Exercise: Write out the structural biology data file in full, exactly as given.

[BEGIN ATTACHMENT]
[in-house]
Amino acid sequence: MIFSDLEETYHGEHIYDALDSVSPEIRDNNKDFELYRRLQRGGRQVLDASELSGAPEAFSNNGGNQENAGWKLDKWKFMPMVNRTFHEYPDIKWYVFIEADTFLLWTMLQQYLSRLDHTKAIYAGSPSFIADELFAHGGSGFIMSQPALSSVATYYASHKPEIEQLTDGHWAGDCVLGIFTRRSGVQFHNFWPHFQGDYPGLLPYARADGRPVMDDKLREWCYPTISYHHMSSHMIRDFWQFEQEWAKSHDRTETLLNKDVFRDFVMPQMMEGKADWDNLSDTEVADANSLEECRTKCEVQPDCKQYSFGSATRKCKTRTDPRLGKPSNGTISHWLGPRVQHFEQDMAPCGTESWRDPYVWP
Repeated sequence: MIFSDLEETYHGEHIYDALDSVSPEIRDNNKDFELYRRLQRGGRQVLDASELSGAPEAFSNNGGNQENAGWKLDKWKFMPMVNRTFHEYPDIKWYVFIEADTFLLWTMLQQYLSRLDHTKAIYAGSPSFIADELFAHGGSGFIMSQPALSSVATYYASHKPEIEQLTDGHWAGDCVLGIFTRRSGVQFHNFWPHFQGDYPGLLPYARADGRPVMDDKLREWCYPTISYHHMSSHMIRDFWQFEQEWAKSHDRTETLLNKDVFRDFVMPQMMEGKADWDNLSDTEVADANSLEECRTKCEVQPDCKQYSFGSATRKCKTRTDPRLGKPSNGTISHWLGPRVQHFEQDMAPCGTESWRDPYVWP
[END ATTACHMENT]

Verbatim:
[in-house]
Amino acid sequence: MIFSDLEETYHGEHIYDALDSVSPEIRDNNKDFELYRRLQRGGRQVLDASELSGAPEAFSNNGGNQENAGWKLDKWKFMPMVNRTFHEYPDIKWYVFIEADTFLLWTMLQQYLSRLDHTKAIYAGSPSFIADELFAHGGSGFIMSQPALSSVATYYASHKPEIEQLTDGHWAGDCVLGIFTRRSGVQFHNFWPHFQGDYPGLLPYARADGRPVMDDKLREWCYPTISYHHMSSHMIRDFWQFEQEWAKSHDRTETLLNKDVFRDFVMPQMMEGKADWDNLSDTEVADANSLEECRTKCEVQPDCKQYSFGSATRKCKTRTDPRLGKPSNGTISHWLGPRVQHFEQDMAPCGTESWRDPYVWP
Repeated sequence: MIFSDLEETYHGEHIYDALDSVSPEIRDNNKDFELYRRLQRGGRQVLDASELSGAPEAFSNNGGNQENAGWKLDKWKFMPMVNRTFHEYPDIKWYVFIEADTFLLWTMLQQYLSRLDHTKAIYAGSPSFIADELFAHGGSGFIMSQPALSSVATYYASHKPEIEQLTDGHWAGDCVLGIFTRRSGVQFHNFWPHFQGDYPGLLPYARADGRPVMDDKLREWCYPTISYHHMSSHMIRDFWQFEQEWAKSHDRTETLLNKDVFRDFVMPQMMEGKADWDNLSDTEVADANSLEECRTKCEVQPDCKQYSFGSATRKCKTRTDPRLGKPSNGTISHWLGPRVQHFEQDMAPCGTESWRDPYVWP